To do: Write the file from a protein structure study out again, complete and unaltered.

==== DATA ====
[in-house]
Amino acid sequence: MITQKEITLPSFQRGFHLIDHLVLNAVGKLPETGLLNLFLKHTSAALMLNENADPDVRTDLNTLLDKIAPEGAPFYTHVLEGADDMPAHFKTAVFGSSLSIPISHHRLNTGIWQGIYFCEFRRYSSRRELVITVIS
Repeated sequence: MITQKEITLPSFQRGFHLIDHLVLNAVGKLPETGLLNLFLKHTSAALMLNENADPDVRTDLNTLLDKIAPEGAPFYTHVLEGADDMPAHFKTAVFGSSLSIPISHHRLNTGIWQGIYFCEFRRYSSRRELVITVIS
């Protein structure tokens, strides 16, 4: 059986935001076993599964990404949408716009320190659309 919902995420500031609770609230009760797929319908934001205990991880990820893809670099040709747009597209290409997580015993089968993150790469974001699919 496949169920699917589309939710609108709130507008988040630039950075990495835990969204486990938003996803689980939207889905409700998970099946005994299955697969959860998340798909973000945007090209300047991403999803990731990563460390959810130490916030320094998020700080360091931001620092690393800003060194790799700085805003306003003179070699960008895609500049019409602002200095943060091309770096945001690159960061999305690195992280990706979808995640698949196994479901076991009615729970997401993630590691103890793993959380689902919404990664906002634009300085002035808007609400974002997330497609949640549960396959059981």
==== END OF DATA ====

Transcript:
[in-house]
Amino acid sequence: MITQKEITLPSFQRGFHLIDHLVLNAVGKLPETGLLNLFLKHTSAALMLNENADPDVRTDLNTLLDKIAPEGAPFYTHVLEGADDMPAHFKTAVFGSSLSIPISHHRLNTGIWQGIYFCEFRRYSSRRELVITVIS
Repeated sequence: MITQKEITLPSFQRGFHLIDHLVLNAVGKLPETGLLNLFLKHTSAALMLNENADPDVRTDLNTLLDKIAPEGAPFYTHVLEGADDMPAHFKTAVFGSSLSIPISHHRLNTGIWQGIYFCEFRRYSSRRELVITVIS
């Protein structure tokens, strides 16, 4: 059986935001076993599964990404949408716009320190659309 919902995420500031609770609230009760797929319908934001205990991880990820893809670099040709747009597209290409997580015993089968993150790469974001699919 496949169920699917589309939710609108709130507008988040630039950075990495835990969204486990938003996803689980939207889905409700998970099946005994299955697969959860998340798909973000945007090209300047991403999803990731990563460390959810130490916030320094998020700080360091931001620092690393800003060194790799700085805003306003003179070699960008895609500049019409602002200095943060091309770096945001690159960061999305690195992280990706979808995640698949196994479901076991009615729970997401993630590691103890793993959380689902919404990664906002634009300085002035808007609400974002997330497609949640549960396959059981």